It has been reported in Gulf News that the UAE will introduce a new law “within months” to deal with the increased volume of corporate bankruptcies in the economic downturn. But where does that leave insolvencies in the meantime and what has this to do with arbitration?

If an efficient insolvency structure puts the creditors into an orderly system, enforcing a collective and compulsory proceeding for the greater good, and specifies how the financial remains of a failed company are to be dealt with, what happens in Dubai when the structure fails to achieve that? A free-for-all, perhaps, with creditors scrambling to lay hands on whatever assets are left. As a result, there are probably more disputes, with creditors urgently trying to establish their entitlements, but no appropriate insolvency rules to regulate these claims and impose a central, collective and cost effective distribution of assets and entitlements.

These issues are clearly at the forefront of thought in Dubai. As recently as early March 2010, the Dubai International Arbitration Centre (DIAC), in cooperation with the International Bar Association (IBA), organised a roundtable discussion regarding  international insolvency laws and dispute mechanism models.  Dr Hussam Talhuni, Director of DIAC, said that the purpose of the discussion was to apprise the business community and all stakeholders about the application of international insolvency laws in the context of the domestic law and to bring the discrepancies in the dispute mechanism models to the notice of legal practitioners. The participants were presented with some of the insolvency models implemented in the United States, France, Canada, Switzerland, and the United Kingdom.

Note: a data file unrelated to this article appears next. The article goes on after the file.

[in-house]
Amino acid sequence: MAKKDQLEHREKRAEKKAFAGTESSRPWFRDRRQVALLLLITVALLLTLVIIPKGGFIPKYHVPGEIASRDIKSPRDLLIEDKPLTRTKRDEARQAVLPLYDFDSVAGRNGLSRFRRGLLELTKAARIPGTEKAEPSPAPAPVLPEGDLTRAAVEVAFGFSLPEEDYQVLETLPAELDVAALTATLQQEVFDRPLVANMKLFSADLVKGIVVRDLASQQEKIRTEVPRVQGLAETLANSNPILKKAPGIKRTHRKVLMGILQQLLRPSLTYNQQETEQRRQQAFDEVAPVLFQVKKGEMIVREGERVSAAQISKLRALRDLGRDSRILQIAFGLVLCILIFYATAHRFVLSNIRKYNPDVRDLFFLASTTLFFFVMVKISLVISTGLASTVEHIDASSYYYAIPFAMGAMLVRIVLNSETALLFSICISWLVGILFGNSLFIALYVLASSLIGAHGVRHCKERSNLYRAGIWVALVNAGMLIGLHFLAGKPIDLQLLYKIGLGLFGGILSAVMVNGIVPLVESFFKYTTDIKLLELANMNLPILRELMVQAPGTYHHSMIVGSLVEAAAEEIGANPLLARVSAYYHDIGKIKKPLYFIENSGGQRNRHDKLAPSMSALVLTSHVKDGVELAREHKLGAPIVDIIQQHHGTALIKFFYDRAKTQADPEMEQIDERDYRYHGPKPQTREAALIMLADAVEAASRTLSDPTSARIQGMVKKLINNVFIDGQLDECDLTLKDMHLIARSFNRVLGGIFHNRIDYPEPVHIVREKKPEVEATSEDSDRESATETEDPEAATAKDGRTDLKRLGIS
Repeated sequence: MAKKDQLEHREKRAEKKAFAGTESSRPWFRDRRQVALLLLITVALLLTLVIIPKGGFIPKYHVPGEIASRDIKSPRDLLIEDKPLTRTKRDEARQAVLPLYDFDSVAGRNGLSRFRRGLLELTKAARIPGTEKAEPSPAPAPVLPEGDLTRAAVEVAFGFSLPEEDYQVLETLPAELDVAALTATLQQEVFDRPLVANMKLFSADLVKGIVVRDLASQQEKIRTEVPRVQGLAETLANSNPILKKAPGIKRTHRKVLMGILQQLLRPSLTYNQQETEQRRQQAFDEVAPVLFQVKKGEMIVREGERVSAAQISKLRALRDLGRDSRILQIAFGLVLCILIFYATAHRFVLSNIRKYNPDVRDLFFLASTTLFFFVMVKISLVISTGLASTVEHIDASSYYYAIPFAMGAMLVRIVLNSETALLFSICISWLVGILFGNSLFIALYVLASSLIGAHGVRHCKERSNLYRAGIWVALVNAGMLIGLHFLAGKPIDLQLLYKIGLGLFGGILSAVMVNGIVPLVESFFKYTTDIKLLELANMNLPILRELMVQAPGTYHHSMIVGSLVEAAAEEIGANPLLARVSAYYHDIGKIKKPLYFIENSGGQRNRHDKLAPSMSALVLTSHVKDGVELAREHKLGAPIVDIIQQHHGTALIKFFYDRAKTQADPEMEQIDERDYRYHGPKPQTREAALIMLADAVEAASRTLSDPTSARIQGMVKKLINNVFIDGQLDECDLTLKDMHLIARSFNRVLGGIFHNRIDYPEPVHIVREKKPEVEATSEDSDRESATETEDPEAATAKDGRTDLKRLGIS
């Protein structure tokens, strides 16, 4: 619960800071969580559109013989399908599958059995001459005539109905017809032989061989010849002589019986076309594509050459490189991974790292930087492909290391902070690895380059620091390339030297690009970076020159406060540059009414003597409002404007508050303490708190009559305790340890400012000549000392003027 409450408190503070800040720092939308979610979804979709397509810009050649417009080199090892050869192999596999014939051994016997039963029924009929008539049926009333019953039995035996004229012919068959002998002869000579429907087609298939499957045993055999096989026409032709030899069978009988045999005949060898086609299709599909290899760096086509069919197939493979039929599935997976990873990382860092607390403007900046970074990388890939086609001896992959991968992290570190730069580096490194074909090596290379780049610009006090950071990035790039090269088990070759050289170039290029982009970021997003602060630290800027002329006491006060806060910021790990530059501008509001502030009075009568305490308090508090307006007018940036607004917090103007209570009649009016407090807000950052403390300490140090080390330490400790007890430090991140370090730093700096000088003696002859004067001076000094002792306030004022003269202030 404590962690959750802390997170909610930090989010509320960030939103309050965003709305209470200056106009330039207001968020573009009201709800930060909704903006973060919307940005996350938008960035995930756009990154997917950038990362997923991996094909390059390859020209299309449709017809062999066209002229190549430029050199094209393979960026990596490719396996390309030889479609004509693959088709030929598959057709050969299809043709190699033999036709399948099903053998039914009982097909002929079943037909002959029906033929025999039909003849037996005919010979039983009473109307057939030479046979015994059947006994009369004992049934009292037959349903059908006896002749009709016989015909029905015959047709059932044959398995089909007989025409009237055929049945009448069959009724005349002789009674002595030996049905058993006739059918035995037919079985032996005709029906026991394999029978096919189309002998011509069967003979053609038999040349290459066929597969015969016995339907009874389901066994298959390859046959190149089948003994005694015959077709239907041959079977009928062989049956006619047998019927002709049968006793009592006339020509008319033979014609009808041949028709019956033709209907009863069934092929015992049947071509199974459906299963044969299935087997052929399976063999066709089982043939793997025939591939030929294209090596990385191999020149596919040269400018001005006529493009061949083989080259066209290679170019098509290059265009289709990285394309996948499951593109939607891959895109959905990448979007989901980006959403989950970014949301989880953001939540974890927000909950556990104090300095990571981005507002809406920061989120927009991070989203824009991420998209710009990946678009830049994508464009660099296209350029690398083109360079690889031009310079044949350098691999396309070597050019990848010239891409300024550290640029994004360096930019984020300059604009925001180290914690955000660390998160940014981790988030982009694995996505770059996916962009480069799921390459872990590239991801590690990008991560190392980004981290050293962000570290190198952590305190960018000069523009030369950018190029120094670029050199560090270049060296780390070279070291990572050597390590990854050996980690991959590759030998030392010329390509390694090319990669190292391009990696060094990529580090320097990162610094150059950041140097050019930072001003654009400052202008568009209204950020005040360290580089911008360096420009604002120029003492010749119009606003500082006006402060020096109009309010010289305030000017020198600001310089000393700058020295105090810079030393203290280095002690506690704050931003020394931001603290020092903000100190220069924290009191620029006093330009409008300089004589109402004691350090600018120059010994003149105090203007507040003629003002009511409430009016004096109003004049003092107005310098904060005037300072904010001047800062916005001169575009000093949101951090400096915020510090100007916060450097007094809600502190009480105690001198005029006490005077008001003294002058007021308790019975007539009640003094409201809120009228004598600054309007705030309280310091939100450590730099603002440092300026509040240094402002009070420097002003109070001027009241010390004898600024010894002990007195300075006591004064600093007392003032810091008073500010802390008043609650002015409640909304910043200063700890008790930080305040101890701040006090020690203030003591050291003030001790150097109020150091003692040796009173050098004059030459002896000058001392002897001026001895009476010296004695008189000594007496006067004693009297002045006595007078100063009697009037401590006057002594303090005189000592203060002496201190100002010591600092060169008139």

A Link with the Increased Number of Arbitrations?

The number of arbitrations commenced in the Dubai International Arbitration Centre in 2009 — approximately 300 — is a truly staggering number when measured against the size of Dubai's business community. Presumably, there also would have been a large number of parties who could have gone to arbitration but decided against pursuing a failed company.

The remarkable number of arbitrations commenced in 2009 is entirely consistent with the theory that the absence of an effective insolvency regime leads to a rise in disputes, as part of the scramble for what little cash may be left. The number of arbitrations, therefore, may not evince the popularity of arbitration, but rather, simply reflect the inadequacy of the existing insolvency regime. 
Look also at the arrangements specially made to deal with the investment company Dubai World. In December 2009, Decree 57 was issued by the Ruler of Dubai to facilitate the restructuring of the Dubai World group of companies, with a special tribunal set up to deal with claims and a modified legal regime. The Decree needed to address a jurisdictional issue but the special arrangements underline the absence of the necessary modern insolvency machinery.

The acid test for the theory (as to the likely explanation for the 300 arbitrations) will come after the promised new insolvency law has come into force and has become well-used. If the number of requests for arbitration drop away in some sort of correlation then the theory can claim some proof.

Until then it is very much a matter for debate.